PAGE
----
What is BMI?

There’s a lot of talk about BMI in the news and in fitness magazines, etc. But, what is it and why should we care about it? There are BMI charts posted in my exam rooms (not my doing) that intrigue everyone. I always catch patients plotting their own heights and weights on the chart, which serves as a nice lead-in to discussing the uncomfortable topic of weight.

BMI stands for Body Mass Index. It is meant to be a simple numerical representation of how “fat” your body is, a ratio of your weight to your height. It is calculated as:

BMI = kg / m^2

or = [mass (in kilograms) / height (in meters) squared]

Here’s an easy BMI calculator where you can enter your data in feet/inches and pounds rather than using metric measurements.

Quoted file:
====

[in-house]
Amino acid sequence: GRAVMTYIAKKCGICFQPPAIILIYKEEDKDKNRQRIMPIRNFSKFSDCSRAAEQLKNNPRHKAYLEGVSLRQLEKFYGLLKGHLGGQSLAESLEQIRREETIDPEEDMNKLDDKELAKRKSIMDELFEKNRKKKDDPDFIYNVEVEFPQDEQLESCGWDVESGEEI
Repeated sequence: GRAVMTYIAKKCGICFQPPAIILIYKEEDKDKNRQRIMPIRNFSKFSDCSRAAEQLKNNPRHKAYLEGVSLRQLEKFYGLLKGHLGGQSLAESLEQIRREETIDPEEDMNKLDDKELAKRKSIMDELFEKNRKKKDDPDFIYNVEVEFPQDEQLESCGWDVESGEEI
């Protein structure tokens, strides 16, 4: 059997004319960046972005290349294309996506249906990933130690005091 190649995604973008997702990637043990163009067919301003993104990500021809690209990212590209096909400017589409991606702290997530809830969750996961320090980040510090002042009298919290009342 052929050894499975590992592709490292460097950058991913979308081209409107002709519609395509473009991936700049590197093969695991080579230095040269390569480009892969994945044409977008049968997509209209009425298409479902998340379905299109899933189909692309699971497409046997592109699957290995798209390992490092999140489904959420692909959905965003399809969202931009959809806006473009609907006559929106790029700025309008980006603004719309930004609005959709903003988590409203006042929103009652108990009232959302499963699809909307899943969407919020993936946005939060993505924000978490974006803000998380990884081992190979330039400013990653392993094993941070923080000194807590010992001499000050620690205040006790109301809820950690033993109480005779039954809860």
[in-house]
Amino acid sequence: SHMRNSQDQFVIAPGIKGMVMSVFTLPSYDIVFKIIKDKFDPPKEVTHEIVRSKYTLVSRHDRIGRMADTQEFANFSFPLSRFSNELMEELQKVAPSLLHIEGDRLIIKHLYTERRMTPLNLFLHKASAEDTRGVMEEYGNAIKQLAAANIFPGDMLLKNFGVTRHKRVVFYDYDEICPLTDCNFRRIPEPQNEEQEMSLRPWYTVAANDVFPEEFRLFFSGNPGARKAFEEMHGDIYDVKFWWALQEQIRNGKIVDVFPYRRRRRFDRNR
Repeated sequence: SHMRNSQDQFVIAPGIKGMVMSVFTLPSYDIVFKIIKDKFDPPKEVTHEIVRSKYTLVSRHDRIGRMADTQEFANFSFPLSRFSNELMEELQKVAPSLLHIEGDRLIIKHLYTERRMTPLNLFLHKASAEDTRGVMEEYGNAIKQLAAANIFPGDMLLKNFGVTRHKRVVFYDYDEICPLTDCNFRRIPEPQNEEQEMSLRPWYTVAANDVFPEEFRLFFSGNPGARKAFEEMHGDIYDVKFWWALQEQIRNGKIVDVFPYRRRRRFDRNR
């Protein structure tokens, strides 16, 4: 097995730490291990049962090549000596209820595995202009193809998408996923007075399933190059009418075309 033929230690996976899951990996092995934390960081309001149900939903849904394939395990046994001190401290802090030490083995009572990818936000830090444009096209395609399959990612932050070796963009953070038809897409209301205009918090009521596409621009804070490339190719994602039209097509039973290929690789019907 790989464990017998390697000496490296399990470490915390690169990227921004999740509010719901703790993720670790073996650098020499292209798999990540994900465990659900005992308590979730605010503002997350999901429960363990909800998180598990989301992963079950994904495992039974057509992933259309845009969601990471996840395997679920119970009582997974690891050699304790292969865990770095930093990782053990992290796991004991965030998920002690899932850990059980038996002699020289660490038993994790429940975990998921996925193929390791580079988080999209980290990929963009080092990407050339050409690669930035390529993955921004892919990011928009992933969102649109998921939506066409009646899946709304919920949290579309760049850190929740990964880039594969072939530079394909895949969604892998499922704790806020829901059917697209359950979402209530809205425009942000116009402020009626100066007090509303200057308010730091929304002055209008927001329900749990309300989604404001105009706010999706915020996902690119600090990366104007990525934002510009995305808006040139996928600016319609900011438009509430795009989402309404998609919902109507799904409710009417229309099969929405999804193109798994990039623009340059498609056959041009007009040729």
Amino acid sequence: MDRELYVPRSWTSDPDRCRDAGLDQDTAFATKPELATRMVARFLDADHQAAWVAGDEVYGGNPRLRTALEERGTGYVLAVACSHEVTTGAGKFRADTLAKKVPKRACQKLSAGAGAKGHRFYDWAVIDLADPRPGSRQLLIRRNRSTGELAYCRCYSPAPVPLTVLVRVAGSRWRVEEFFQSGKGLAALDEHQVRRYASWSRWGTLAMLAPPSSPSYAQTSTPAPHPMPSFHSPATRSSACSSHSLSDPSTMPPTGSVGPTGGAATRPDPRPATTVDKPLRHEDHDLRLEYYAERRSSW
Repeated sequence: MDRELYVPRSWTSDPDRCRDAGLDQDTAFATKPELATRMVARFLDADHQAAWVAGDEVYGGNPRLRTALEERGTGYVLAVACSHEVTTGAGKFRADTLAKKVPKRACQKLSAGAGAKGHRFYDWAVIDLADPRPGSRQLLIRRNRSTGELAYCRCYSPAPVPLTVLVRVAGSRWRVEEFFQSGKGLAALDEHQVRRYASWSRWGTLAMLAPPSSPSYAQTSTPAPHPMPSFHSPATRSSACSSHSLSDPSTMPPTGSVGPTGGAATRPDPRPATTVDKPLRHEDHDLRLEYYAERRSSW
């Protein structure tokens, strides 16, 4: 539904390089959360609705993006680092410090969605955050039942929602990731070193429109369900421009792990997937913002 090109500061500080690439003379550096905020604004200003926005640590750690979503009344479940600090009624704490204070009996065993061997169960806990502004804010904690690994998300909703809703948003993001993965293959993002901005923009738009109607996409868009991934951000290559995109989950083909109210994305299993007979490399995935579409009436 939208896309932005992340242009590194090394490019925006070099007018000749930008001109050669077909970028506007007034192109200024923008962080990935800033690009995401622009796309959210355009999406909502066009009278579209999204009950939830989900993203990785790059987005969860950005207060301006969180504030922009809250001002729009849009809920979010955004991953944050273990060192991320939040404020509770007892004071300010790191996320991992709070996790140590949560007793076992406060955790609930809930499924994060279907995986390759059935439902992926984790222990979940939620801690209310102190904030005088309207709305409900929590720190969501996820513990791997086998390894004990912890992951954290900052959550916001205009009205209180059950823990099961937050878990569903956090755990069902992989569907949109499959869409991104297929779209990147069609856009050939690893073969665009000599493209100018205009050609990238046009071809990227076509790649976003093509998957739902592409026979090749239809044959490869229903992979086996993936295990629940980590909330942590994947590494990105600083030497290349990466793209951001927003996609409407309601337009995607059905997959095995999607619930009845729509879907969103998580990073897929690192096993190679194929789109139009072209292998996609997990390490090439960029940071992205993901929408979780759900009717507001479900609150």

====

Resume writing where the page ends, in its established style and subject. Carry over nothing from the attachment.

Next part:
What do the numbers mean?
BMI < 25 – Ideal
BMI 25-30 – Overweight
BMI > 30 – Obese

For most body types, this value has moderate usefulness. It’s especially useful to be able to tell someone that their morbidly obese body habitus far exceeds the expected values as above and to give them a goal. However, it is of absolutely no value in individuals with a fair amount of muscle mass. This equation obviously does not differentiate between weight from fat vs. weight from muscle. Therefore, an individual with a large muscle mass could appear obese on this chart despite having a body fat percentage of less than 10%, for example.

I quickly throw this calculation out the window when confronted with a high value in someone who has a fair amount of muscle mass. Unfortunately, I fear that insurance companies will start to track more data like this and will inappropriately punish individuals like this who have abnormal BMI’s due to a large amount of lean body mass.

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